Wednesday 27 April 2016

Patch Update

Lots of new migrants added last week.  Always nice going away in early spring and coming home to the sound of Whitethroat and Sedgies in full song.

Stone Curlew was a nice addition to the year list, having not seen one since 2008.  The rest was bread and butter stuff.

Last Sunday was a bit of a red letter day.  Overnight rain and a cool northerly, I arrived in Aveley bay just after 7am (yes i had a lay in!) It was obvious that there were a group waders on the low tide line, scope up and was amazed to see 23 Knot! 4 Bar-tailed godwit, 6 Dunlin, 4 Ringed plover and a single Sanderling!!

Just beyond the waders sat a pair of Mergansers. All in the same scope, Amazing sight.

Med Gull and a good number of Arctic Terns moved up river, Whinchat on aveley marsh and Gropper reeling along the seawall topped off a great couple of hours birding - all before breakfast.

Rainham Yearlist: 118

bye bye bar-wit.....

Sunday 24 April 2016


I had a trip out from the hotel to the Monteverde cloud forest.  This was a Thomson run trip so wasn't expecting to see too much, but was keen for a change of scenery.  Plus it was a long way to come and not take the opportunity to go visit a cloud forest!

The journey was a slow four hour minibus ride for our group of twenty.  We went up 1600 metres above sea level on absolute terrible road surface, but this was broken up by a stop at a coffee plantation on route, which to be honest wasn't my cup of tea..... lol

A worth wile visit though as this gave my only opportunity to see Two-toed sloth.  Two were seen not doing too much, hanging around proper sloth style.

Also a nose around here after some lunch produced Rufous-collard sparrow, Common Today-flycatcher, Brown Jay, Yellow-faced grassquit and a fly through Swallow-tailed Kite.

rufous-collared sparrow

swallow-tailed kite harassed by boat billed flycatcher (i think!)

Finally reaching Monteverde (Hanging Bridges), we done the loop trail led by our guide who wasn't too clued up on the bird calls!  We did manage to help him out in finding a singing male Three-Wattled Bellbird and shortly after a pair of superb Resplendent Quetzals (both my target birds!)

the stunning Three-wattled bellbird

on top of everyones wish list - The Quetzal 


Both Collared and Slate throated Redstarts were seen alongside three Black Guan a singing White-throated thrush and several Three-striped warblers fed up in the canopy.  Not bad for an hours walk!

Black Guan

white-throated thrush

The last visit here was the superb Hummingbird garden.  I was absolutely blown away by the number of Hummers zapping around the feeders provided.  An absolute must for anyone visiting Costa Rica.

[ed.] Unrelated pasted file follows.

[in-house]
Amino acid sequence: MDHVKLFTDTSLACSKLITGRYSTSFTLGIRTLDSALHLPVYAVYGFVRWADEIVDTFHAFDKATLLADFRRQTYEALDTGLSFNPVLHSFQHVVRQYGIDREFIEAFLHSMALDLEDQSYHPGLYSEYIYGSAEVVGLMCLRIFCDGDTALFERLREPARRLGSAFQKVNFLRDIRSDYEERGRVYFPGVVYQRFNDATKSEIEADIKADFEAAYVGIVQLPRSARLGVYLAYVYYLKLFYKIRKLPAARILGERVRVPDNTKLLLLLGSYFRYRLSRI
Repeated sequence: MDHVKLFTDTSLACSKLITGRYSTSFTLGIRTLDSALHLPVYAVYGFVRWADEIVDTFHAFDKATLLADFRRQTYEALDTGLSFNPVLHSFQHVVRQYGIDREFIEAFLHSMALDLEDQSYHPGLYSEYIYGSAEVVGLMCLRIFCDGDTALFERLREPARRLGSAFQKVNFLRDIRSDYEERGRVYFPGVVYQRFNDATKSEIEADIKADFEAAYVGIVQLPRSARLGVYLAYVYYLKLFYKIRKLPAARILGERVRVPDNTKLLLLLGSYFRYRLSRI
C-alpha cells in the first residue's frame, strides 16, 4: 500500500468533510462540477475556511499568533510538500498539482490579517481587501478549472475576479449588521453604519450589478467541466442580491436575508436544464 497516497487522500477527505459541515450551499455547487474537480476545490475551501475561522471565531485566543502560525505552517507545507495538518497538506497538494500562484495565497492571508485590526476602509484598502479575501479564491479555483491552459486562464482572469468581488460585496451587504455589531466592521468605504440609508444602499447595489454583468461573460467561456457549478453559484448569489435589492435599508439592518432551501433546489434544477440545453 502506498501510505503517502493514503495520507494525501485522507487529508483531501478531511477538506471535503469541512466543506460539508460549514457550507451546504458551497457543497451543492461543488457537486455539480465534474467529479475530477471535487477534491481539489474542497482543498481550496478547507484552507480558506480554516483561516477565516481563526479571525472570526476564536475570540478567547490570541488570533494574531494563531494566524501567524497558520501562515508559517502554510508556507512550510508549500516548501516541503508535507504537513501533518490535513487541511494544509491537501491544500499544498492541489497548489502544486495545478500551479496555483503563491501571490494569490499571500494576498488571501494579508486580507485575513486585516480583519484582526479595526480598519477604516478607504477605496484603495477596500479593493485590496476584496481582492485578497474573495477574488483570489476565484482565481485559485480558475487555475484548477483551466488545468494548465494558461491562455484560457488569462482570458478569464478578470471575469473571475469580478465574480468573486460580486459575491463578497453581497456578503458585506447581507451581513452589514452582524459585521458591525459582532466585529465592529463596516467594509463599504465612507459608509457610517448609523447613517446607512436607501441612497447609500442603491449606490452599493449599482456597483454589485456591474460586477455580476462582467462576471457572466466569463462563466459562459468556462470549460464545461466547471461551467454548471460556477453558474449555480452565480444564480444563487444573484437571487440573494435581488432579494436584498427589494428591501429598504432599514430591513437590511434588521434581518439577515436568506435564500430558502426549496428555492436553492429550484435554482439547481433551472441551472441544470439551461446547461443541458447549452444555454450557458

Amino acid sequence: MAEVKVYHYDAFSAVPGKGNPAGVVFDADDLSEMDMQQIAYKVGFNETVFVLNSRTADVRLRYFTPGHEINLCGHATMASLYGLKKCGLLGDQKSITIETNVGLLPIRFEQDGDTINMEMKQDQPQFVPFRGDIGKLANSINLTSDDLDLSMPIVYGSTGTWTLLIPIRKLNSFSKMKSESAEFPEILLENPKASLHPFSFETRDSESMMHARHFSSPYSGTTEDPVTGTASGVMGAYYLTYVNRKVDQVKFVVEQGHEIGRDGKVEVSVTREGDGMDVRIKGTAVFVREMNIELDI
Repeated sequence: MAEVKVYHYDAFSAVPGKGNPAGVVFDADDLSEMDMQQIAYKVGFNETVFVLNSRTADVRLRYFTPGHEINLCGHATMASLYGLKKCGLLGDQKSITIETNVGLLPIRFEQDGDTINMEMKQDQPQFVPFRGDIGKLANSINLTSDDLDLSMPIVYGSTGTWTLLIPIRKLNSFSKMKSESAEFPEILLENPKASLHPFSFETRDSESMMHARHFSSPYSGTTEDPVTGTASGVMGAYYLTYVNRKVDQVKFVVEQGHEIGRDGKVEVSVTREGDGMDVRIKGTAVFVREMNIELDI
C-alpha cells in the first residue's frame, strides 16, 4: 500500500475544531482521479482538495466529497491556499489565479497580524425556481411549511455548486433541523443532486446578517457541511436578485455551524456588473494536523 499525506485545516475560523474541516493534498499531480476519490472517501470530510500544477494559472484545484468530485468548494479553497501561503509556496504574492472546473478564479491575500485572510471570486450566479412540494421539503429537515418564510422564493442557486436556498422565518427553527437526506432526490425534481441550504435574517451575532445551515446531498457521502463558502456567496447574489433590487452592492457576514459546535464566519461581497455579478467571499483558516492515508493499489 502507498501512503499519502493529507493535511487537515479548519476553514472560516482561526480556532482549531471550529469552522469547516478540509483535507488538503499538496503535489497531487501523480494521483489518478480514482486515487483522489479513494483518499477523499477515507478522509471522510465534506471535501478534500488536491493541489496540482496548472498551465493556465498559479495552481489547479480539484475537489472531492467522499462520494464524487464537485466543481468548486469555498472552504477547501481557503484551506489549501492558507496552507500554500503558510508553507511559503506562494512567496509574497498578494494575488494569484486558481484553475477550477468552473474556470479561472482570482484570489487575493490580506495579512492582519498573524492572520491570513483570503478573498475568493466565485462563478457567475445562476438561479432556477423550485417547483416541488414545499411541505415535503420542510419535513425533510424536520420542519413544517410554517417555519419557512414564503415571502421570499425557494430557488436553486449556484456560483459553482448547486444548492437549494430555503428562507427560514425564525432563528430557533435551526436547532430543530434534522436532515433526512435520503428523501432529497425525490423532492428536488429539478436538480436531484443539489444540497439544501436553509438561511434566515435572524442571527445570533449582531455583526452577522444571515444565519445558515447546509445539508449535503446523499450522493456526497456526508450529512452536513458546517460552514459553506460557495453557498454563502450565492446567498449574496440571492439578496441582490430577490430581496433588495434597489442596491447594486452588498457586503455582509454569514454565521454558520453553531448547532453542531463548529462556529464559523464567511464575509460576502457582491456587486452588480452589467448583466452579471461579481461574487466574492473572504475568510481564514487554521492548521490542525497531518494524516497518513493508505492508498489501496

fem Green-crowned brilliant

fem Purple-throated mountain gem


Saturday 23 April 2016

Manakins and more

One of the birds I was looking forward to seeing in the dry forest was the Long-tailed manakin!  These were amazing little birds.  Lek visits early morning proved my best views of this species, as males gathered to display over a nearby female.  Upto six males was my highest count together.


These birds proved hard to photograph as were many other species in the forest.  Here is a selection of some more.

streaked flycatcher

rose-breasted grosbeak

Cinnamon hummingbird

Tennessee warbler

Red-eyed vireo

Yellow-throated vireo

Black-headed trogon 

Tuesday 19 April 2016

Costa Rican Raptors

As previously mentioned both Black & Turkey vultures were in constant sight over the hotel. Walking along the beach the black vultures was their to mop up any rubbish that anyone had left behind.

A pair of Crested Caracara's seen daily were also muscling on in the act.

I got lucky one morning when I found a pair of Plumbeous kites moving north high over the hotel.

Common black-hawk were fairly regular, and I was treated to a flyover juv Great black-hawk.

Had two King Vultures late one evening.  Apparently a scarce bird to see over the lowlands.

Osprey was seen on two days along the beach.

This Roadside Hawk showed well just metres away, and was unfazed by my presence.

Gray Hawk were seen fairly regularly too.

Collard Forest-Falcon - Glimpsed this bird distantly through the forest on week one and bizarrely one appeared over my shoulder and landed just metres away whilst I was pishing out some vireo's!